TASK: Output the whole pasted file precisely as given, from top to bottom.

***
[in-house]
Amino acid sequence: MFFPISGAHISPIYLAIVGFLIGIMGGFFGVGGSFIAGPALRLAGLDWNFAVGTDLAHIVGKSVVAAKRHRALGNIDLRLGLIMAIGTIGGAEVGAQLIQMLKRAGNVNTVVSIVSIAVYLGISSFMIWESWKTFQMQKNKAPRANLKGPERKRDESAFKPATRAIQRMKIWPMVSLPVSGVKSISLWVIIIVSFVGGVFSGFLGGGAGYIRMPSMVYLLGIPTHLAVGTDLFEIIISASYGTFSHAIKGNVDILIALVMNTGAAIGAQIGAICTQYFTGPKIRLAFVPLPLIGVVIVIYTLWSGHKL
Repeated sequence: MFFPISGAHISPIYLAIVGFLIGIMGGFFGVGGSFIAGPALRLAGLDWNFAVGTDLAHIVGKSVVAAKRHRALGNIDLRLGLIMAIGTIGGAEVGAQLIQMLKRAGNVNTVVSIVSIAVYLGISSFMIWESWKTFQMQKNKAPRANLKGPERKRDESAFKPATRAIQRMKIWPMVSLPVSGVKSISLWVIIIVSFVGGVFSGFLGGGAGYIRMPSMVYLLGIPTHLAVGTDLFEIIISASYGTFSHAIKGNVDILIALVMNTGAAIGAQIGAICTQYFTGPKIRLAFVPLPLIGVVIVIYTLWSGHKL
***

[in-house]
Amino acid sequence: MFFPISGAHISPIYLAIVGFLIGIMGGFFGVGGSFIAGPALRLAGLDWNFAVGTDLAHIVGKSVVAAKRHRALGNIDLRLGLIMAIGTIGGAEVGAQLIQMLKRAGNVNTVVSIVSIAVYLGISSFMIWESWKTFQMQKNKAPRANLKGPERKRDESAFKPATRAIQRMKIWPMVSLPVSGVKSISLWVIIIVSFVGGVFSGFLGGGAGYIRMPSMVYLLGIPTHLAVGTDLFEIIISASYGTFSHAIKGNVDILIALVMNTGAAIGAQIGAICTQYFTGPKIRLAFVPLPLIGVVIVIYTLWSGHKL
Repeated sequence: MFFPISGAHISPIYLAIVGFLIGIMGGFFGVGGSFIAGPALRLAGLDWNFAVGTDLAHIVGKSVVAAKRHRALGNIDLRLGLIMAIGTIGGAEVGAQLIQMLKRAGNVNTVVSIVSIAVYLGISSFMIWESWKTFQMQKNKAPRANLKGPERKRDESAFKPATRAIQRMKIWPMVSLPVSGVKSISLWVIIIVSFVGGVFSGFLGGGAGYIRMPSMVYLLGIPTHLAVGTDLFEIIISASYGTFSHAIKGNVDILIALVMNTGAAIGAQIGAICTQYFTGPKIRLAFVPLPLIGVVIVIYTLWSGHKL